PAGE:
Reverse Mentoring can either be very effective or seriously problematic... Having worked on a number of Reverse Mentoring programmes I was keen to come together with Patrice Gordon (who I first met when she was leading a programme and taking part as a mentee herself) to explore how it can be done the right way.
Reverse mentoring can be done in a meaningful and deliberate way to achieve EDI outcomes, but if it is not managed properly it can cause more harm than good and can actually disengage, exclude and cause further inequality within your organisation.
Here are our 10 tips for getting it right...
1. Ensure psychological safety
A safe and brave space needs to exist in reverse mentoring relationships so that boundaries are maintained for the mentor. Equally most importantly, mentees need to be clear about their role and how to ensure the relationship isn’t too taxing on the mentor. Be proactive in exploring the boundaries required for mentees and mentors in advance of them taking part. This should be a core part of the induction process and supporting resources/materials.
2. Take on board the feedback
Ensure that the organisation is ready to take action from the insights gained, otherwise it will lead to further disenchantment with the affected population of employees and have the opposite effect. To really be a meaningful intervention, the feedback should be collated and explored in a transparent way.
3. There should be an independent person matching mentors with mentee
When searching for a reverse mentor, ask someone who has a pulse on the key spokespeople within the organisation to help you make the right match. This does not have to be someone in Human Resources -- it’s whoever knows you and your teams well. Because chemistry is really important. Also, pick Mentors who are not direct reports or even in your department, because it’s hard to request complete honesty from someone who you may also have to review at the end of the year! If you are in Finance, find someone creative in Marketing, or if you are in Engineering, find someone in Customer Service. This will ensure that you develop perspectives from outside of your immediate team…..different perspectives make better Leaders.
4. Beware of role reversion
Mentors have to remember that their insights as a mentor are actually more valuable to the organisation for this period of time. Therefore, it is important for the Mentees to be clear on their position in this relationship
5. Give credit where credit is due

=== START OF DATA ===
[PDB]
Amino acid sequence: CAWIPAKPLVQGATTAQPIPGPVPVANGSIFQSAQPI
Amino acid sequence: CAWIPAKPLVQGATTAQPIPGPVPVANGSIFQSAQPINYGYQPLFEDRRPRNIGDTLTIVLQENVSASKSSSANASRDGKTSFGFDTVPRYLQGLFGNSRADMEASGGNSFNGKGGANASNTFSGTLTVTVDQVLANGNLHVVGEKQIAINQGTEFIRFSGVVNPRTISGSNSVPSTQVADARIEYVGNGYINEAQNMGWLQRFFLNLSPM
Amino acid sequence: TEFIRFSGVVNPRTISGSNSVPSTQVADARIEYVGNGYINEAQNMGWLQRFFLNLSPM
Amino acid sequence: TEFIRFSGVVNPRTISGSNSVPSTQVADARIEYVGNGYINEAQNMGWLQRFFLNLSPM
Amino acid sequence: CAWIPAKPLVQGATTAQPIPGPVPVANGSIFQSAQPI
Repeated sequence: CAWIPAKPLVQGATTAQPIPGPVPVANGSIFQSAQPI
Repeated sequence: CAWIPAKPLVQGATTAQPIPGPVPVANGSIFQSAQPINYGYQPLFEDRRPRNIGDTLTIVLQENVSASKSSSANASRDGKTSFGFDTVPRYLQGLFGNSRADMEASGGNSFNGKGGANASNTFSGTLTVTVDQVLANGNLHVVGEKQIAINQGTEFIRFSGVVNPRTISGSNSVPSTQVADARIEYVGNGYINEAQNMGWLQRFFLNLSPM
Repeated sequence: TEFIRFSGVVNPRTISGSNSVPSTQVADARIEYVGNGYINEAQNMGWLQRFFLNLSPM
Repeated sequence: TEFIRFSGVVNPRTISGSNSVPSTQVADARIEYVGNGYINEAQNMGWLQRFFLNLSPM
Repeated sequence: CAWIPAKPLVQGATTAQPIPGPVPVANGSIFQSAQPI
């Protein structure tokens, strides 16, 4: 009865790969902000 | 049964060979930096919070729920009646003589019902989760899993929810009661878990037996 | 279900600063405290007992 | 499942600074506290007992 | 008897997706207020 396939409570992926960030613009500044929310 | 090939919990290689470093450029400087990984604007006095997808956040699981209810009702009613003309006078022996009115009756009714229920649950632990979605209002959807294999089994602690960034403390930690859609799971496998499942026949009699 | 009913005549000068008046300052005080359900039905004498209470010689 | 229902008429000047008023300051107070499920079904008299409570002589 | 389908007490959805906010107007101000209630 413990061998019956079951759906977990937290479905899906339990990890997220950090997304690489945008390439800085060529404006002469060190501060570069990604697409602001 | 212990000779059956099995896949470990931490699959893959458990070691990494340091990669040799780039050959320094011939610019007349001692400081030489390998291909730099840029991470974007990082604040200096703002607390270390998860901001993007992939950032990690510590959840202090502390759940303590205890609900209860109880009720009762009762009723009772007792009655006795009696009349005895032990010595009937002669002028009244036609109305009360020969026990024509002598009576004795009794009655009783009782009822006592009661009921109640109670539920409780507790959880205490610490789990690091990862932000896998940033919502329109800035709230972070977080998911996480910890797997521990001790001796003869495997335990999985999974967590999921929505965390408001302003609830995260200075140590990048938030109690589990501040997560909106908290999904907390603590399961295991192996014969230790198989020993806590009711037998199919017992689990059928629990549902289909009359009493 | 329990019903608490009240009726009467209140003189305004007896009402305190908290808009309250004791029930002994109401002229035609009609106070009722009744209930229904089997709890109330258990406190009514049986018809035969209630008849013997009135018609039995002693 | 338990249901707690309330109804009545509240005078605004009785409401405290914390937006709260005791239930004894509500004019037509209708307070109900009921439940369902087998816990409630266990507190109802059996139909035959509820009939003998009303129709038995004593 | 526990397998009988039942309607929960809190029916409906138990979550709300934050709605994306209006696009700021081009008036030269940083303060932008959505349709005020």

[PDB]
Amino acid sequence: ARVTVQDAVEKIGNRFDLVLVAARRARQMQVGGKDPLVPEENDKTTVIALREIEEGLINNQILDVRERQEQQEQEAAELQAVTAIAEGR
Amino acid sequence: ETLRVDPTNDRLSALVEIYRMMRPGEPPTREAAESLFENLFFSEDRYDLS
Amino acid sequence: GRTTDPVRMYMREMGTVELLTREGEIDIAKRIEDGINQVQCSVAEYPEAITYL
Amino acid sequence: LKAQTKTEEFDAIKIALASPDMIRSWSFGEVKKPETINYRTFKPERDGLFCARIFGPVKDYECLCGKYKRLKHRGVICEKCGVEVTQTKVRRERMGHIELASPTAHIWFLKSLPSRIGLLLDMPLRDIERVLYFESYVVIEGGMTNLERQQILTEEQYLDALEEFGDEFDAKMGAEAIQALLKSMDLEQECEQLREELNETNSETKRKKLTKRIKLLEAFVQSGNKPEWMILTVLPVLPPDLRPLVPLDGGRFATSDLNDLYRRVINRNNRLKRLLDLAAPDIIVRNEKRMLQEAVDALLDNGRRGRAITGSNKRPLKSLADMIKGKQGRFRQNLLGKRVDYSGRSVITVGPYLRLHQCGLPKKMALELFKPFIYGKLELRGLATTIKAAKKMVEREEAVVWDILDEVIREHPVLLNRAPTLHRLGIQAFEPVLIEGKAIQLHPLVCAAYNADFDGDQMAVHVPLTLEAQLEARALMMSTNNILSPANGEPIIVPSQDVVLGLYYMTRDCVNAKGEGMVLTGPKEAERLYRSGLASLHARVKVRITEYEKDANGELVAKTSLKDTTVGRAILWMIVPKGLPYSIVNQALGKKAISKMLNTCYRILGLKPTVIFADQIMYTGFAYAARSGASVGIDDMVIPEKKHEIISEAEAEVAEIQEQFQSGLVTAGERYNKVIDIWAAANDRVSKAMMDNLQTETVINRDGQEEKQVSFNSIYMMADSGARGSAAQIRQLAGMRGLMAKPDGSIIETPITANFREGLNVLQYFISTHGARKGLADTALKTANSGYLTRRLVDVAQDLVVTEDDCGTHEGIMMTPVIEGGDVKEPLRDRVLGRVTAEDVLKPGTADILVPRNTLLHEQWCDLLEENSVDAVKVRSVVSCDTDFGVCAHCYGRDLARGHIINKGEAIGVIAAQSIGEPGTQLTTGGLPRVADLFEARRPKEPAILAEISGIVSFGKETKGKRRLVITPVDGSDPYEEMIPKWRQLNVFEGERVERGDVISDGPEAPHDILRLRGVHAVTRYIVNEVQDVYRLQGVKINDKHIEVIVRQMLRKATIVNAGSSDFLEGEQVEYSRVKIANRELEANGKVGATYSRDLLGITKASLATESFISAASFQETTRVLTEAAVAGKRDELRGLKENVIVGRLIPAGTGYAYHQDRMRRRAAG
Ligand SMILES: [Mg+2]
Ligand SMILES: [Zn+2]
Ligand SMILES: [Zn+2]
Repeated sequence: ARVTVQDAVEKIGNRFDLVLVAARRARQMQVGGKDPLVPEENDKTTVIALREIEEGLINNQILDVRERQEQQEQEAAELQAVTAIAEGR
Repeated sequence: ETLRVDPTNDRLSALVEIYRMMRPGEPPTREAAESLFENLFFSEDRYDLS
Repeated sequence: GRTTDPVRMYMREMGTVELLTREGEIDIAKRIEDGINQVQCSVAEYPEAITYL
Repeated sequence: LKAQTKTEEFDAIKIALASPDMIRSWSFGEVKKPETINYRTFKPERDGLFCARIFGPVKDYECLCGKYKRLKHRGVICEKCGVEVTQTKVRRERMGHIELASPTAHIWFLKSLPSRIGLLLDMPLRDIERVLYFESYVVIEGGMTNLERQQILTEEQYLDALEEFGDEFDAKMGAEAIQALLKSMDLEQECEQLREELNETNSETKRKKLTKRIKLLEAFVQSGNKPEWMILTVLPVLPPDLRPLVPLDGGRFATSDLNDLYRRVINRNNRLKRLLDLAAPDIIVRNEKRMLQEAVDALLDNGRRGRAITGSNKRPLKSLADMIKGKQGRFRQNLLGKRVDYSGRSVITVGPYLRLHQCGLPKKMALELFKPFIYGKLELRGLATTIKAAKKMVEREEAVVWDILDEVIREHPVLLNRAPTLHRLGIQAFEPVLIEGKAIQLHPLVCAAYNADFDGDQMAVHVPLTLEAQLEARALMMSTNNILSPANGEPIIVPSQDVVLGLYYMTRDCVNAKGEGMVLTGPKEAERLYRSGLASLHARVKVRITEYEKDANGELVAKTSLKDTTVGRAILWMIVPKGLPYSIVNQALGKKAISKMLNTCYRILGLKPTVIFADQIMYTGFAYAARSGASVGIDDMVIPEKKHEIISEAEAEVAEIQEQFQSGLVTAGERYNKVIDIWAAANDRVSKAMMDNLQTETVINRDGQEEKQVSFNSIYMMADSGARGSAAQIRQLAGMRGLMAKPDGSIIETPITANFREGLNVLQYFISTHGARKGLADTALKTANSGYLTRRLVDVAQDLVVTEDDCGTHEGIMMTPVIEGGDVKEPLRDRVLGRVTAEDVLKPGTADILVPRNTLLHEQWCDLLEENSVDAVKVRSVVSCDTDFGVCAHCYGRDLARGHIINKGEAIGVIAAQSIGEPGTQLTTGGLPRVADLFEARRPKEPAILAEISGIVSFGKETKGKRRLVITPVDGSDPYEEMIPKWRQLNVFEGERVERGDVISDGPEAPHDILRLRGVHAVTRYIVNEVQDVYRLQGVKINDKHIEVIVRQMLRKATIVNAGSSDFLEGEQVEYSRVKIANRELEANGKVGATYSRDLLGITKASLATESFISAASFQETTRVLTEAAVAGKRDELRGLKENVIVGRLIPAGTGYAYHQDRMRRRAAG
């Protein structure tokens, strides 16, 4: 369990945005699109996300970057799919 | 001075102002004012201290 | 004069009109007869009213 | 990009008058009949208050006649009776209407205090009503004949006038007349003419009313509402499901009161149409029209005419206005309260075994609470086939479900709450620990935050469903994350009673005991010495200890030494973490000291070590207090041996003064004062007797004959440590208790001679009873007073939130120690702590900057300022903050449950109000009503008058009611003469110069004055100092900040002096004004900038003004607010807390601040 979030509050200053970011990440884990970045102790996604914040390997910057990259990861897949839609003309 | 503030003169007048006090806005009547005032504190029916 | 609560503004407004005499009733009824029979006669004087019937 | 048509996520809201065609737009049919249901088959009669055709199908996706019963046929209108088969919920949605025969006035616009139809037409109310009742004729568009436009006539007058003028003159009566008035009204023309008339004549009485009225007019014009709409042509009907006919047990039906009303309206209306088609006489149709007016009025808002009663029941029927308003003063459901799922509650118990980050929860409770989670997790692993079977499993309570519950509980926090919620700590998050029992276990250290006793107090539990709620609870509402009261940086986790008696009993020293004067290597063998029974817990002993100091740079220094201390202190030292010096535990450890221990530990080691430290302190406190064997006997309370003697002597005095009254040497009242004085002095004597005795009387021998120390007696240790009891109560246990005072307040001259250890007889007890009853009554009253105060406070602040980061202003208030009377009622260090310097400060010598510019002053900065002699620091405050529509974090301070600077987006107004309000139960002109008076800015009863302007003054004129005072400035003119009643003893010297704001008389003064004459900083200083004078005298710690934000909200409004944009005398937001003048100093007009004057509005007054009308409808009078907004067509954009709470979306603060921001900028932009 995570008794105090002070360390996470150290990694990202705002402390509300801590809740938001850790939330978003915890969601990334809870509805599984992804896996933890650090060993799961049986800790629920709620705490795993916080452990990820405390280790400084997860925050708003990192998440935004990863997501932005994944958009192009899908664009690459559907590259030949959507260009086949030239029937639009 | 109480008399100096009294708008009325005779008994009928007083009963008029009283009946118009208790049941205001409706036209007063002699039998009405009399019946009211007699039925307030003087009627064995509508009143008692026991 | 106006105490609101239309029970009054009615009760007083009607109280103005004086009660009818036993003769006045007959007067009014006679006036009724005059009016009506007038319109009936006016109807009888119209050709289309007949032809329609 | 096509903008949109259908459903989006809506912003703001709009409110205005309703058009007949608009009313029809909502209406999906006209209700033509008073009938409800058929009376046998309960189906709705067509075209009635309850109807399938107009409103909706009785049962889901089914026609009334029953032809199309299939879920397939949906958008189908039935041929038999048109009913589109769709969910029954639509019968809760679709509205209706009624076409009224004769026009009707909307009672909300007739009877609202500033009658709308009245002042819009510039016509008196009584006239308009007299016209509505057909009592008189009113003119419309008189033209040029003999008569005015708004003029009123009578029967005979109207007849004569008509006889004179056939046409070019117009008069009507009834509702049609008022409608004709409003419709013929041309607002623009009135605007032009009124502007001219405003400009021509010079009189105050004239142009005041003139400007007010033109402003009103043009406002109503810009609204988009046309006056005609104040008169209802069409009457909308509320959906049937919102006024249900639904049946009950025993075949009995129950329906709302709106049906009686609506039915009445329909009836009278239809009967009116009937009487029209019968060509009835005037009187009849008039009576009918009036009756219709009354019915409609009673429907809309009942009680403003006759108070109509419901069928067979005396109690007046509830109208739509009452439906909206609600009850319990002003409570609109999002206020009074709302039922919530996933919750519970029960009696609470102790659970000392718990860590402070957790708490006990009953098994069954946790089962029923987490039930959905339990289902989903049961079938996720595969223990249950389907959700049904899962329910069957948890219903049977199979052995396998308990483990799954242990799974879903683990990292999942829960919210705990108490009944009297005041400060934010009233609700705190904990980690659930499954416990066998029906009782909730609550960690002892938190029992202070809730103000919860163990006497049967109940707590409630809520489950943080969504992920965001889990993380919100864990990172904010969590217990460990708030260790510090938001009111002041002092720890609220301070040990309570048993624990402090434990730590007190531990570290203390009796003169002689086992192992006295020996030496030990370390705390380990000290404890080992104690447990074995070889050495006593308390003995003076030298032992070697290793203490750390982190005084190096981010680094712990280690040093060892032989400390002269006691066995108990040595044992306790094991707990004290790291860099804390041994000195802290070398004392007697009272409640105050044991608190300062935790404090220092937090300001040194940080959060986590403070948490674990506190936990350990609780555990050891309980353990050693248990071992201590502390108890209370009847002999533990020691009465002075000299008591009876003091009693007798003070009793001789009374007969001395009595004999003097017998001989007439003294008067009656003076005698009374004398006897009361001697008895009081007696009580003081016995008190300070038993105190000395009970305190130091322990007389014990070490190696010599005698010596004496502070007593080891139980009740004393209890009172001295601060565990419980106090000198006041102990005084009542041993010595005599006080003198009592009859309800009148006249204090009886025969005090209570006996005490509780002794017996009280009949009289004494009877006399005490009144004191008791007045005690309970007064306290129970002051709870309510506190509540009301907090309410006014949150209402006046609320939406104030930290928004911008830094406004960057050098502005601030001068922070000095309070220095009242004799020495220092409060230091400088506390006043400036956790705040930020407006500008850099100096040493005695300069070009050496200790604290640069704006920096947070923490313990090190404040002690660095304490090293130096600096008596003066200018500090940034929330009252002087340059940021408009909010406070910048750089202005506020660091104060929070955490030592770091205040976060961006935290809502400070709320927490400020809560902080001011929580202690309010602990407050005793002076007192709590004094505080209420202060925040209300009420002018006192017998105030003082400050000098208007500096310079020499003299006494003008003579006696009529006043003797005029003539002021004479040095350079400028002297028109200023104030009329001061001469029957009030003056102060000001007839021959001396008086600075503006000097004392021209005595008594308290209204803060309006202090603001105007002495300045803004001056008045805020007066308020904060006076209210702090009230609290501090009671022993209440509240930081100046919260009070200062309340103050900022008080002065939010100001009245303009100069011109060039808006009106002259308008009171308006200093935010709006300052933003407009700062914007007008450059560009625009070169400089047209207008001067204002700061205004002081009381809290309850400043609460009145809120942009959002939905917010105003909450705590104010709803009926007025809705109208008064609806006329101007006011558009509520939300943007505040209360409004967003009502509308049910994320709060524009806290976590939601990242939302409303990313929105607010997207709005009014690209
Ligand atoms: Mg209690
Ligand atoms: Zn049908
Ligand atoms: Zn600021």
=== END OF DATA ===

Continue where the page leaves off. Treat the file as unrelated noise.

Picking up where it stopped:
When traditional mentors give advice, the mentee isn't really obligated to give credit. However, in reverse mentoring, where the mentee has far more power, accurate credit really counts. Find appropriate ways to give credit to mentors who take part - through awards or written internal/public recognition such as LinkedIn testimonials.
6. Recognise and reward mentors
The lessons mentors are sharing will help leaders navigate their roles more successfully and benefit your business so recognise this. Think of ways to recompense the mentors taking part - either through providing them time off in lieu of taking time out of their days, giving them awards and vouchers but ultimately considering their role as a mentor as a key competency that would put them ahead in promotion opportunities.
7. Realise that your leaders have a knowledge gap
Being empathetic to all colleagues and having inclusive leadership skills should be requirements of all leadership positions - it is not just a nice to have. Reverse mentoring programmes acknowledge this reality. Alongside reverse mentoring, ensure that leaders are evaluated based on their inclusive leadership capabilities, and that they take part in 360 degree feedback in order to ensure that people reaching your leadership levels truly have the values, behaviours and skills to occupy these positions.
8. Provide wellbeing support
Marginalised employees are often taking part in these programmes as mentors. Employers must recognise that although people take part in diversity and inclusion initiatives willingly, people who experience discrimination often feel obliged to take part in programmes in order to force change needed for themselves and their peers. It is likely that mentors will share traumatic experiences, or may even show trauma responses whilst taking part in the programme. Whilst leaders may not be equipped to respond during the mentoring sessions, programme managers should regularly check-in with mentors and have sources of support on hand.
Ensure any employee assistance programmes are suitable to the diverse needs of your mentors. It is also advisable to provide proactive workshops for mentors participating in the programme that explore topics such as trauma, wellbeing and navigating discrimination.
9. Continue to pay for EDI training
Reverse mentoring should not replace comprehensive training on EDI topics. It is unfair to expect your colleagues to upskill leaders for free. Whilst programmes may identify gaps in leaders’ understanding, this should inform training needs.
10. Beware of the limitations of using individual lived experiences
Mentors who take part in reverse mentoring are sharing their own lived experiences only - they cannot be expected to speak on behalf of their entire community. Reverse mentoring should take into consideration intersectionality and the range of perspectives and experiences people have within one community or characteristic.
This article was co-written with Patrice Gordon. Find out more about the reverse mentoring programmes we run, and get in touch to see how we can help you run an effective programme.